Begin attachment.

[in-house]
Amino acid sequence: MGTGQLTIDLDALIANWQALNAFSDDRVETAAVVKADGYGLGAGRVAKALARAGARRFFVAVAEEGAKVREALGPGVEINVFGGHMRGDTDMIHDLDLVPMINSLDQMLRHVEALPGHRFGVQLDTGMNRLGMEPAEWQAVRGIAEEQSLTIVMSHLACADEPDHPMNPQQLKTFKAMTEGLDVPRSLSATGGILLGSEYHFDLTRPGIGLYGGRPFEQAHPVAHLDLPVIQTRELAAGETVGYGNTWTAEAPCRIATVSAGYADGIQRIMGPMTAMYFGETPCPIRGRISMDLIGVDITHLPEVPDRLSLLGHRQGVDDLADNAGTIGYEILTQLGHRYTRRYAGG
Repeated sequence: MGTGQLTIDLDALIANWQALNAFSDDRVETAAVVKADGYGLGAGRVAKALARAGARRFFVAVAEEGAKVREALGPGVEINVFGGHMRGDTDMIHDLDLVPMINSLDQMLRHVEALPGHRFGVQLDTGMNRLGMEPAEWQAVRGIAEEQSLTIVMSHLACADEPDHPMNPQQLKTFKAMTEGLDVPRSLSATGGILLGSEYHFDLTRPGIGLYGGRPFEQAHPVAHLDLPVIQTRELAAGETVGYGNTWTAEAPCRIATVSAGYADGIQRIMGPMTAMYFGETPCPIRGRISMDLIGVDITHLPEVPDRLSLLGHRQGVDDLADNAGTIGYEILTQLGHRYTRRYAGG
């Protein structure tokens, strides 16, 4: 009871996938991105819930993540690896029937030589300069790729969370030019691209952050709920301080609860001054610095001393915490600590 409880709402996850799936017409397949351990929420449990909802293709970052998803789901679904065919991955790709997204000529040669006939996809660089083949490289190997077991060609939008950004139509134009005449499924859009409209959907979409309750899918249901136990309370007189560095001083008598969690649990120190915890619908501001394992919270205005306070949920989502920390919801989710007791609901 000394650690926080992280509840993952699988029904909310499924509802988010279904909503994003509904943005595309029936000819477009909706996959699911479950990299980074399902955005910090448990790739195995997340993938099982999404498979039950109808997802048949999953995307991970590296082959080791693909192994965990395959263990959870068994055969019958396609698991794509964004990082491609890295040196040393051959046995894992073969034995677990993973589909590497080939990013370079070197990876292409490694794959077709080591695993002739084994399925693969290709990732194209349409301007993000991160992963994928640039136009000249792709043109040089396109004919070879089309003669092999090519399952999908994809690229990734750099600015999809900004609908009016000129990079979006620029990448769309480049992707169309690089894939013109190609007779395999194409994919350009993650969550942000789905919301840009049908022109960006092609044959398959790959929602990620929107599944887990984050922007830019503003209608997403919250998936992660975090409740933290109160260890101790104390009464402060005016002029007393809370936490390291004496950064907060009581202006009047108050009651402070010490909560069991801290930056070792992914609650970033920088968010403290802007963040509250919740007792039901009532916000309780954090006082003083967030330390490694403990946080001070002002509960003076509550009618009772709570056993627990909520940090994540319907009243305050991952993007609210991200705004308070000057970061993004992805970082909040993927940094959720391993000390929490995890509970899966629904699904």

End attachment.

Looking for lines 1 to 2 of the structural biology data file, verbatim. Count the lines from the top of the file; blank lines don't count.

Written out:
[in-house]
Amino acid sequence: MGTGQLTIDLDALIANWQALNAFSDDRVETAAVVKADGYGLGAGRVAKALARAGARRFFVAVAEEGAKVREALGPGVEINVFGGHMRGDTDMIHDLDLVPMINSLDQMLRHVEALPGHRFGVQLDTGMNRLGMEPAEWQAVRGIAEEQSLTIVMSHLACADEPDHPMNPQQLKTFKAMTEGLDVPRSLSATGGILLGSEYHFDLTRPGIGLYGGRPFEQAHPVAHLDLPVIQTRELAAGETVGYGNTWTAEAPCRIATVSAGYADGIQRIMGPMTAMYFGETPCPIRGRISMDLIGVDITHLPEVPDRLSLLGHRQGVDDLADNAGTIGYEILTQLGHRYTRRYAGG